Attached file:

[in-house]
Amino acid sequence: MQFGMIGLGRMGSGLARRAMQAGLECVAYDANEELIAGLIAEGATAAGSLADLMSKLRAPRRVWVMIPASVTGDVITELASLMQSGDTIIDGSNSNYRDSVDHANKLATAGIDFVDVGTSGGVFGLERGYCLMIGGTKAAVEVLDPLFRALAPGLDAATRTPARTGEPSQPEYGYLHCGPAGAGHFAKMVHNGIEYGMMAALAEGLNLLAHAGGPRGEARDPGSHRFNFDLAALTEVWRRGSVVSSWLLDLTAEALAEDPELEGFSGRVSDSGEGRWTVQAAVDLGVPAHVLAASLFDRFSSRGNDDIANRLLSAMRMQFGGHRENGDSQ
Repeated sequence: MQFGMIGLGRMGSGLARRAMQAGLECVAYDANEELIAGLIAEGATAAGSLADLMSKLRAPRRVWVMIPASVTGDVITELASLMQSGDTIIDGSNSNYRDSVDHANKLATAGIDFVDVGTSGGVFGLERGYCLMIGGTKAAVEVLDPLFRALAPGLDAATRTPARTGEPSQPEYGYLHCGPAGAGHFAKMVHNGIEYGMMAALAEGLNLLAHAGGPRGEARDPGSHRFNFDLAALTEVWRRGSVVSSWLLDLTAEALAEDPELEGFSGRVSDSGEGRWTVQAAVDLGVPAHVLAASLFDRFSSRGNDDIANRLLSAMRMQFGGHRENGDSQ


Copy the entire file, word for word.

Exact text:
[in-house]
Amino acid sequence: MQFGMIGLGRMGSGLARRAMQAGLECVAYDANEELIAGLIAEGATAAGSLADLMSKLRAPRRVWVMIPASVTGDVITELASLMQSGDTIIDGSNSNYRDSVDHANKLATAGIDFVDVGTSGGVFGLERGYCLMIGGTKAAVEVLDPLFRALAPGLDAATRTPARTGEPSQPEYGYLHCGPAGAGHFAKMVHNGIEYGMMAALAEGLNLLAHAGGPRGEARDPGSHRFNFDLAALTEVWRRGSVVSSWLLDLTAEALAEDPELEGFSGRVSDSGEGRWTVQAAVDLGVPAHVLAASLFDRFSSRGNDDIANRLLSAMRMQFGGHRENGDSQ
Repeated sequence: MQFGMIGLGRMGSGLARRAMQAGLECVAYDANEELIAGLIAEGATAAGSLADLMSKLRAPRRVWVMIPASVTGDVITELASLMQSGDTIIDGSNSNYRDSVDHANKLATAGIDFVDVGTSGGVFGLERGYCLMIGGTKAAVEVLDPLFRALAPGLDAATRTPARTGEPSQPEYGYLHCGPAGAGHFAKMVHNGIEYGMMAALAEGLNLLAHAGGPRGEARDPGSHRFNFDLAALTEVWRRGSVVSSWLLDLTAEALAEDPELEGFSGRVSDSGEGRWTVQAAVDLGVPAHVLAASLFDRFSSRGNDDIANRLLSAMRMQFGGHRENGDSQ